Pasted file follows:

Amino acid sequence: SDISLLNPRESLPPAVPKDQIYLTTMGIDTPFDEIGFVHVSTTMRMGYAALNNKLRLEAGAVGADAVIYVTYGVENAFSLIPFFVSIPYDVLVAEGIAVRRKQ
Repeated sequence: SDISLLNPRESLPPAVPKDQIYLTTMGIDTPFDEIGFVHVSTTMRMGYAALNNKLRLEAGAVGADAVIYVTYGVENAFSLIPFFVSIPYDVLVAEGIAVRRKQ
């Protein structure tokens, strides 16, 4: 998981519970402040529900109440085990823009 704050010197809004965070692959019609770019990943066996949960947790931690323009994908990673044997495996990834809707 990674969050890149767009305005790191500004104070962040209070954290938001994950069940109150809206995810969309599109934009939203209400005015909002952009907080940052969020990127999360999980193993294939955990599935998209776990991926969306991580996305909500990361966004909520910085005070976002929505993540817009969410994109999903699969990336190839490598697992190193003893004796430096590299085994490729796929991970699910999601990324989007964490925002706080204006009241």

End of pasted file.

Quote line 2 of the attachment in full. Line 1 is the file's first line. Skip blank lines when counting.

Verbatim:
Repeated sequence: SDISLLNPRESLPPAVPKDQIYLTTMGIDTPFDEIGFVHVSTTMRMGYAALNNKLRLEAGAVGADAVIYVTYGVENAFSLIPFFVSIPYDVLVAEGIAVRRKQ